Dimmers are devices used to vary the brightness of a light. By decreasing or increasing the RMS voltage and hence the mean power to the lamp it is possible to vary the intensity of the light output.
Although variable-voltage devices are used for various
purposes, the term dimmer is generally reserved for those intended to
Dimmers range in size from small units the size of a normal
lightswitch used for domestic lighting to high power units used in
or architectural lighting installations. Small domestic dimmers are
generally directly controlled, although remote control systems (such as
X10) are available. Modern professional dimmers are generally controlled by a digital control system like DMX.
In the professional lighting industry changes in intensity are
called “fades” and can be “fades up” or “fades down”. Dimmers with
direct manual control had a limit on the speed they could be varied at
but this issue is pretty much gone with modern digital units (although
very fast changes in brightness may still be avoided for other reasons
like lamp life).
They are used instead of variable resistors because they have higher efficiency.
A variable resistor would dissipate power by heat (efficiency as low as
0.5). By switching on and off, theoretically a dimmer does not heat up
(efficiency close to 1.0).
One of the earliest recorded dimmers is Granville Woods's "Safety Dimmer", published in 1890; dimmers before that were liable to cause fires.
Early dimmers were directly controlled through the manual
manipulation of large dimmer panels, but this meant that all power had
to come through the lighting control location, which could be
inconvenient and potentially dangerous, especially with systems that
had a large number of channels, high power lights or both (such as a stage disco or other similar venues).
When thyristor dimmers came into use, analog remote control systems (often 0-10V lighting control
systems) became feasible. The wire for the control systems was much
smaller (with low current and lower danger) than the heavy power cables
of previous lighting systems. Each dimmer had its own control wires
which meant a huge number of wires leaving the lighting control
location and running to each individual dimmer. Modern systems use a
digital control protocol such as DMX to control a large number of dimmers (and other stage equipment) through a single cable.
In 1961 Joel Spira, founder of Lutron Electronics, invented the
first solid state dimmer, which switches the current on and off 120
times per second, saving energy and allowing the dimmer to be installed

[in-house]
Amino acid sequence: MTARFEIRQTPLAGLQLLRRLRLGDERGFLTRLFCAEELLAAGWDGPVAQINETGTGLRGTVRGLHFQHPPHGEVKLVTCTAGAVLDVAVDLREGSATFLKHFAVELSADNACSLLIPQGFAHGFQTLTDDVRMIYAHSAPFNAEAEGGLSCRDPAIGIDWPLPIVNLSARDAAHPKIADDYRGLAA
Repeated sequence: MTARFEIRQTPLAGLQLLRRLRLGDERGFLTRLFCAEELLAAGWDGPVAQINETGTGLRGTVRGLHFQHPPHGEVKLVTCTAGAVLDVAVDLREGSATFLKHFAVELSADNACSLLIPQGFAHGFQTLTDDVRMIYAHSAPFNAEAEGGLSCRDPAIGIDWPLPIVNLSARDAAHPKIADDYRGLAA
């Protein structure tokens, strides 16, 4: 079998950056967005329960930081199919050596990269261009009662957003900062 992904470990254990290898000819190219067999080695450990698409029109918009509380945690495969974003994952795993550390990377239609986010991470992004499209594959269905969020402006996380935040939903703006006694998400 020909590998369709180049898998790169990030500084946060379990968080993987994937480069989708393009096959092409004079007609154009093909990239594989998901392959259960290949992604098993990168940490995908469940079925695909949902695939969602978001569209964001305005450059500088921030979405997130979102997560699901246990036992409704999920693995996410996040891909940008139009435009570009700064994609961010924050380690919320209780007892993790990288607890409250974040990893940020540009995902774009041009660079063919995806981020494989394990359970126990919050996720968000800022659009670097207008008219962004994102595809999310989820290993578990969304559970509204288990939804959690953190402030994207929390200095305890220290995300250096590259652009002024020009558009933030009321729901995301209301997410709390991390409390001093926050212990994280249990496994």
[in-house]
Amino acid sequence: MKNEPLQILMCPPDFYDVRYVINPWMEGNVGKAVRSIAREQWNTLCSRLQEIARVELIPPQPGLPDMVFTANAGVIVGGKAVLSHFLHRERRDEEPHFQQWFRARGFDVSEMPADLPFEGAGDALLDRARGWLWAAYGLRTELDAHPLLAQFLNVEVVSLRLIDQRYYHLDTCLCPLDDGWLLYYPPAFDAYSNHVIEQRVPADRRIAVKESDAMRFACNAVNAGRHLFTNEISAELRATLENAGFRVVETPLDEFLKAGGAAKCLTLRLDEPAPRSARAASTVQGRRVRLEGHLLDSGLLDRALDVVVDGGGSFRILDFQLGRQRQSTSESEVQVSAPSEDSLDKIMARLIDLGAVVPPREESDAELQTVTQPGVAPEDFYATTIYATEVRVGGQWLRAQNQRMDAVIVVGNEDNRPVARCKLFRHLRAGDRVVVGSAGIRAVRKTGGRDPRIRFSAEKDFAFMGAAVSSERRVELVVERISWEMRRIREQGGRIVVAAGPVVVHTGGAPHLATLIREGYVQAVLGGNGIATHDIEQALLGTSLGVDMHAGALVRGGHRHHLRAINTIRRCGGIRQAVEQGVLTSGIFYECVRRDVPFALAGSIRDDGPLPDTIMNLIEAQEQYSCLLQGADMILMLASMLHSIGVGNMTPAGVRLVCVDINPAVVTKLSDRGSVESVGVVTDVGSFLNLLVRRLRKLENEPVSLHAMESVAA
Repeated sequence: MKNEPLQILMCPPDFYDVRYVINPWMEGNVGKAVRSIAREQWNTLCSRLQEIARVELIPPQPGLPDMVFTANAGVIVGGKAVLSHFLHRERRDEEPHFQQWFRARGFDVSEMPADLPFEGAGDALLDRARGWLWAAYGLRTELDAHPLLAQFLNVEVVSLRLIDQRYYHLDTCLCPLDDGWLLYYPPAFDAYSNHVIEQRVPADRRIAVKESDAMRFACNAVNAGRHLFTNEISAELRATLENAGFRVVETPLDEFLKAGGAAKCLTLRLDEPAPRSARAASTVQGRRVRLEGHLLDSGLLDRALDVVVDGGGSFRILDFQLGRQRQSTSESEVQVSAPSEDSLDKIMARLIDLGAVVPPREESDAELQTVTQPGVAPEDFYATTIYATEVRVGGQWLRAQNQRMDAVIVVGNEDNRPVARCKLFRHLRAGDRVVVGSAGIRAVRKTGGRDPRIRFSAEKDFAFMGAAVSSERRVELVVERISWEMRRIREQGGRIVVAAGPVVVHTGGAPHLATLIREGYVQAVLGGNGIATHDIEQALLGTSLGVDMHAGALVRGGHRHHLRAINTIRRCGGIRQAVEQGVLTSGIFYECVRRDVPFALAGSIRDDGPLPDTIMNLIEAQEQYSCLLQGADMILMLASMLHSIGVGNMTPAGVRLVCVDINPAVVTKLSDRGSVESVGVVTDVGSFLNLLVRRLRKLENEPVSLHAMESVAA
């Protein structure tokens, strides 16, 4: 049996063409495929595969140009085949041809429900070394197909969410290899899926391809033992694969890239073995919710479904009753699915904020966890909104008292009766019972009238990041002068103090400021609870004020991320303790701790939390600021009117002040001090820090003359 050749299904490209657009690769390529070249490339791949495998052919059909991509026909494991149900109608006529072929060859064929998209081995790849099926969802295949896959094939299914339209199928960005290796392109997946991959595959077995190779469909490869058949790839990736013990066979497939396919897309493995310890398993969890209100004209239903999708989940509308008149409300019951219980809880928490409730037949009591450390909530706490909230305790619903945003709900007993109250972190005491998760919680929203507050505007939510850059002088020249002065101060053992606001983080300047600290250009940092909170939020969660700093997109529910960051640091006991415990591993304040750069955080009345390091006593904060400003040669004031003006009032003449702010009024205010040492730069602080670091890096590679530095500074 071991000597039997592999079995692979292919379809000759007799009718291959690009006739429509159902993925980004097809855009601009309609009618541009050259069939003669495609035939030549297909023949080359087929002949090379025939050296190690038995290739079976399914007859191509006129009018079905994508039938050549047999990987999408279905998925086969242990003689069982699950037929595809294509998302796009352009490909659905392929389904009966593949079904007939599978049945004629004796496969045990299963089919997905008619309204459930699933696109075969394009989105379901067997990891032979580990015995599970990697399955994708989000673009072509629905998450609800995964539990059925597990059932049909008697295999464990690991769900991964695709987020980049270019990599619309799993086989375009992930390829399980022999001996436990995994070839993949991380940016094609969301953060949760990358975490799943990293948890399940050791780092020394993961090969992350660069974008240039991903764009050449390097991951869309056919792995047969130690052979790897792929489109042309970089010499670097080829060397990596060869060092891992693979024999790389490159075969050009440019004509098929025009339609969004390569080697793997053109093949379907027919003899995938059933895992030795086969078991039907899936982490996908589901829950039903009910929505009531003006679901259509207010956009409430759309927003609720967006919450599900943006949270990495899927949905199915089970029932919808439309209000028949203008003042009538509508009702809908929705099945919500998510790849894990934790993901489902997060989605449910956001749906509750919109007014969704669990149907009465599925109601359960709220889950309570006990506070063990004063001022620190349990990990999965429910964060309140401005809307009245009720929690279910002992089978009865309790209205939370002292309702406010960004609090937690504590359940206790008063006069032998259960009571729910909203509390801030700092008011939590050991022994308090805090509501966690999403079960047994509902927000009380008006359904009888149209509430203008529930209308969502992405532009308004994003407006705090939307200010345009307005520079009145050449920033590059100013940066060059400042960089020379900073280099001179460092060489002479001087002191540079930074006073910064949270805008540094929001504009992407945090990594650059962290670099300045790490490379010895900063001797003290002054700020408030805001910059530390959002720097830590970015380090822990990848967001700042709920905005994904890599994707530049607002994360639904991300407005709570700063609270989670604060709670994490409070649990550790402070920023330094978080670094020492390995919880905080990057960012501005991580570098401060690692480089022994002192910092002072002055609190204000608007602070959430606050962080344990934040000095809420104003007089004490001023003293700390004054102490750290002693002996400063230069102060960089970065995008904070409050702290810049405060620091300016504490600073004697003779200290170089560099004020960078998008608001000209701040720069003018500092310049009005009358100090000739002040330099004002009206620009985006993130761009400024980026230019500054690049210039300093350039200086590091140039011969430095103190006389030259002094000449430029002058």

in a standard electrical wallbox.
Types of dimmer
Early examples of a dimmer include a salt water dimmer. In a salt
water dimmer, there were two metal contacts in a glass beaker. One
contact was on the bottom, while the other was able to move up and
down. The closer the contacts to each other, the higher the level of
the light. Using salt water dimmers was a tedious and precarious task
that included filling the beakers with water, checking the
concentration of the salt, and raising or lowering the top contact.
Salt water dimmers were not efficient due to the evaporation of water
and the corrosion of the many metal pieces. These dimmers were
colloquially known as "pis pots", for obvious reasons. Many old theatre
electricians still recount stories of how they were initiated into the
art by being requested to "top up a pot" and receiving a shock, as
unbeknownst to them the pot was live...
Dimmers were also often based on rheostats.
These were inefficient; when set to the middle brightness levels, they
could dissipate as heat a significant portion of the power rating of
the load (up to 25% for resistive loads, more for temperature dependent
loads like lamps) so they were physically large and required plenty of
cooling air. Also, because their dimming effect depended a great deal
on the total load applied to each rheostat, the load needed to be
matched fairly carefully to the power rating of the rheostat. Finally,
as they relied on mechanical control they were slow and it was
difficult to change many channels at a time.
(often referred to as variacs) were then introduced. While they were
still nearly as large as rheostat dimmers, they were highly efficient
devices and their dimming effect was independent of the load applied so
it was far easier to design the lighting that would be attached to each
autotransformer channel. Remote control of the dimmers was still
impractical, although some dimmers (typically, for "house light" use)
were equipped with motor drives that could slowly and steadily reduce
or increase the brightness of the attached lamps. Whilst variacs have
fallen out of use for lighting they are still used in other
applications such as under/overvoltage testing of equipment due to the
fact they deliver a reasonably pure sine wave output and produce no
radio frequency noise.
Thyristor (and briefly, thyratron)
dimmers were introduced to solve some of these problems. Because they
use switching techniques instead of potential division there is almost
no wasted power, dimming can be almost instantanious and is easily
controlled by remote electronics. Triacs are used instead of SCR
thyristors in lower cost designs, but do not have the surge handling
capacity of back-to-back SCR's, and are only suitable for loads less
than about 20 Amps. The switches generate some heat during switching,
and can cause interference. Large inductors
are used as part of the circuitry to suppress this interference. When
the dimmer is at 50% power the switches are switching their highest
voltage (>300 V in Europe) and the sudden surge of power causes the
coils on the inductor to move, creating buzzing sound associated with
some types of dimmer; this same effect can be heard in the filaments of the incandescent lamps
as "singing". The suppression circuitry adds a lot of weight to the
dimmer, and is often insufficient to prevent buzzing to be heard on
audio systems that share the mains supply with the lighting loads. This
development also made it possible to make dimmers small enough to be
used in place of normal domestic light switches. European dimmers must
comply with relevant EMC legislation requirements; this involves suppressing the emissions described above to limits described in EN55104.
An alternative to the leading-edge dimming that is typically used